How to Prevent Mould Growth on Timber Decking

An outdoor deck is something you will want to enjoy for years to come, but damp or humid climates can cause deck-damaging mould growth, so it’s important to be planned for adequate care and maintenance.

Mould can happen anywhere but is indeed more prevalent in places that are humid, especially at certain times of the year. While there are ways to remove mould or mildew from your deck, the best solution is prevention, so it’s in your best interest to have a solid preventative plan in place to stay a few steps ahead of any growth.

deck boards with mould and moss

What causes mould?

To grow and thrive, mould needs four things:

●       Moisture – from water leaks, flooding, humidity, condensation

●       Oxygen

●       A host – such as timber, textile, food, fluids, etc.

●       Warm temperature – ideally 25-37 degrees C

Mould spores can easily travel through the air from multiple sources and land on your deck. Once there, they are fed by organic material, like your deck’s timber and residue like dust and debris that’s naturally found on your outdoor deck.

Most decks are made from hardwood or composite material; both of which are porous and can be susceptible to mould growth. However, composite decking is designed to be mould-proof and some hardwoods like Jarrah are more resistant, especially when treated and sealed regularly.

 

Methods to remove mould

Removing mould can be time consuming, especially if the spores have already rooted into the material. Mould can quickly spread across the deck so getting rid of mould on your deck will be easiest if you catch it early. It is best done with products specifically made to remove and kill mould spores and mildew. Time and elbow grease will benefit you in your mould removal.

While pressure washing is a popular way to clean a deck, it isn’t always the best way to remove mould. The pressure of the water can actually push the mould further into your deck, causing longer-term problems and more mould issues.

Mould removal products can be incredibly harsh, as most of them will be bleach based, however there are gentler, more natural options, like a white vinegar/water mixture, baking soda and water, or clove or tea tree essential oil diluted in water, which are strong natural anti-fungals. Before you put anything on your deck, first check with your decking specialist or do a patch test to make sure you don’t damage your deck’s surface and finish.

For particularly stubborn mould, it may be necessary to apply mould remover more than once for it to be removed completely. Once the mould is removed, in damp and warm climates, it is ideal to apply a mould inhibitor to decrease the chances of it growing back.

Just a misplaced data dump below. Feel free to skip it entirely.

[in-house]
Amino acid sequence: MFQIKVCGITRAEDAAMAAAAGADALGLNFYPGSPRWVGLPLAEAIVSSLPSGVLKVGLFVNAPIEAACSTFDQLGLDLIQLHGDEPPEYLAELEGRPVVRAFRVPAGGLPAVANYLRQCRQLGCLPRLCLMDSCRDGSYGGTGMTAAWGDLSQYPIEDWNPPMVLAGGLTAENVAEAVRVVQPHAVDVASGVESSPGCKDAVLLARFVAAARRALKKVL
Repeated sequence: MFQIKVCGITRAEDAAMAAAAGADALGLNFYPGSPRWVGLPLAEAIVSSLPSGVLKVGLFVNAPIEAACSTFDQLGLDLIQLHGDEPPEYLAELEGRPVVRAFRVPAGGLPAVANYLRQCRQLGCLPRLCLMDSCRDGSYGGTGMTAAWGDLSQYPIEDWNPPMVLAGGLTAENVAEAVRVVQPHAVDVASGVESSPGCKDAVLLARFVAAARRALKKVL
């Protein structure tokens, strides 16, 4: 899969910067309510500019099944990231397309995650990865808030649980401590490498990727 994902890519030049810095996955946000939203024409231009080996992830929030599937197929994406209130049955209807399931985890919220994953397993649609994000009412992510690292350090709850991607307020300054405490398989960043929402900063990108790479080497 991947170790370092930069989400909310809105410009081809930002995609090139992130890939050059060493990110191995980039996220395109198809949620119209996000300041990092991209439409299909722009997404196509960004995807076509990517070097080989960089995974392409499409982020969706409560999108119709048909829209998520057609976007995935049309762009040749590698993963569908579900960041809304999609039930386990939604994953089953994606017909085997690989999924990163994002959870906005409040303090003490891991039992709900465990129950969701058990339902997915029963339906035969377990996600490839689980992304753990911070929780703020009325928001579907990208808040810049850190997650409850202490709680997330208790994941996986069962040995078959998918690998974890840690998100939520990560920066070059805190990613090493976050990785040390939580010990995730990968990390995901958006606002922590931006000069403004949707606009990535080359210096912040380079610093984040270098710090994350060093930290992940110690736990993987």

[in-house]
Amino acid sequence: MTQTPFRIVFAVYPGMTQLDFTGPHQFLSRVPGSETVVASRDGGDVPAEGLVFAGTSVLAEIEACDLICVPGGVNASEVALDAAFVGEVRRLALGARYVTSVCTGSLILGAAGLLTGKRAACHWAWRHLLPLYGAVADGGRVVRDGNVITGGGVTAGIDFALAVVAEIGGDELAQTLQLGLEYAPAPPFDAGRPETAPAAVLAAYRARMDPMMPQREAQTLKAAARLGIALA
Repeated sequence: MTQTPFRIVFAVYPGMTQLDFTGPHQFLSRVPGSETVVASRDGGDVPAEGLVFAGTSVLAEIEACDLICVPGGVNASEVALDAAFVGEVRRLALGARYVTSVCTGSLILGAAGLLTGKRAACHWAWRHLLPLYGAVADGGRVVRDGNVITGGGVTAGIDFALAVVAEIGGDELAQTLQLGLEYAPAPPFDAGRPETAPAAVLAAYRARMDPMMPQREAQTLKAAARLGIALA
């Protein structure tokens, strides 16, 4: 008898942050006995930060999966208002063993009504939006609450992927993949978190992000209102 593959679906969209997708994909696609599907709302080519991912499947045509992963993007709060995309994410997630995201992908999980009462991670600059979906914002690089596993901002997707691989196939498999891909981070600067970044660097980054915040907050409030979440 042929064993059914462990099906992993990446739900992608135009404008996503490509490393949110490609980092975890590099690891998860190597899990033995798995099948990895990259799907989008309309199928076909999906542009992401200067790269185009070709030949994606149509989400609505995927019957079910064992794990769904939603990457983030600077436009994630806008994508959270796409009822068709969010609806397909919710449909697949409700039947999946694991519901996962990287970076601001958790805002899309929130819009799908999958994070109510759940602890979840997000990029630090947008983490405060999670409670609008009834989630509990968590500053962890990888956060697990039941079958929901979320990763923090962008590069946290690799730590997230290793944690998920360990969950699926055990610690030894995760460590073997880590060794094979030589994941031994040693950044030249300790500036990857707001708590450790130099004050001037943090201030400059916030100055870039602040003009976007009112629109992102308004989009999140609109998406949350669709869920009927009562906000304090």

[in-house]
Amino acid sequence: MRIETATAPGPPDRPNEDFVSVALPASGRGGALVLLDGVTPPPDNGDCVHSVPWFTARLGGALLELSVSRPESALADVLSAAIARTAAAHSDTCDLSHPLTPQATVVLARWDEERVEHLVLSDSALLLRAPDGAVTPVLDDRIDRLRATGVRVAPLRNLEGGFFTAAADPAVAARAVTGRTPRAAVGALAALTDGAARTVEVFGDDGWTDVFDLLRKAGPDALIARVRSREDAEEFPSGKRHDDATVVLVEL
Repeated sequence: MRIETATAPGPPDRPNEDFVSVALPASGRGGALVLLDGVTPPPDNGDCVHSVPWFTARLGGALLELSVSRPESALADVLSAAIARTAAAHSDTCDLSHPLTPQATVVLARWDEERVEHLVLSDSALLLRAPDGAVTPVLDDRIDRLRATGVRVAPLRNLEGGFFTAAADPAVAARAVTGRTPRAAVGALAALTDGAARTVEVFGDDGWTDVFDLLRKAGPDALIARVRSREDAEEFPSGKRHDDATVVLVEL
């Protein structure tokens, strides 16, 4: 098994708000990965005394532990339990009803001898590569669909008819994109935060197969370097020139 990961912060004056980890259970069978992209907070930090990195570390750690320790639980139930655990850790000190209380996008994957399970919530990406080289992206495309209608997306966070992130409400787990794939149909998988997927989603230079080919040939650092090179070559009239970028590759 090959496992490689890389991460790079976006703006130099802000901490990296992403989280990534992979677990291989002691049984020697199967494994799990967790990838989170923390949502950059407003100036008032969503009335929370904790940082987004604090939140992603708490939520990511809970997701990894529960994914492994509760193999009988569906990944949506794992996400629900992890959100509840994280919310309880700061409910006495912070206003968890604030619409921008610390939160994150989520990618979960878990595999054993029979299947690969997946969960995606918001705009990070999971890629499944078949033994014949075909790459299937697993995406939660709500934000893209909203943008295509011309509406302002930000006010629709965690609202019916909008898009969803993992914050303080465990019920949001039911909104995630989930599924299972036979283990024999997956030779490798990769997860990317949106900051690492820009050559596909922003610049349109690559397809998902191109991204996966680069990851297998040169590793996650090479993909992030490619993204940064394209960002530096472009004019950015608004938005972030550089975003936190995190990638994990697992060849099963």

Mould prevention measures

The best way to combat mould is proactive care and treatment for prevention.

Keep your deck clear of any organic debris like grass clippings, soil, and fallen leaves – this will help prevent the mould from feeding and growing.

Regularly wash your deck with water, and a cleaning solution to kill mould spores. Pressure washing is appropriate (and suggested) here as it helps drive all dirt off the deck. Make sure to keep the nozzle at least 12 inches from the deck to prevent damage and to follow the instructions.

Making sure that you remove any standing water – this will decrease the chances of mould growing in a damp environment.

Sunlight is one of the best natural killers of mould, since mould cannot grow in a warm and dry environment.

treated-deck.jpg

Love and treat your deck

Treating your deck regularly per the manufacturer’s recommendations will make sure it stays mould and mildew free. Use a water repellent after cleaning with a non-bleach detergent to make your deck an unattractive place for mould.

Timber decks and flooring require a little more love and care than their composite counterparts. The care is seasonal and should be based on the environmental conditions your deck need protection from. For humid, hot climates you would treat it for mould, for winter months you would treat the decking for water damage. Learn how to prepare your deck for winter.

Regardless of your decking material, your deck needs to be treated regularly (usually on an annual basis) to protect it. Certain hardwoods like Jarrah decking are amongst the most mould-resistant timbers for decking but, like any wood deck, will need to be treated for the best outcome.

Mould and mildew can be damaging to both your health and your deck. While it can be removed, taking measures to prevent mould and mildew is the best approach.

Want to learn more about all things decking and deck care? Check out our decking blog now.

Mike Rowney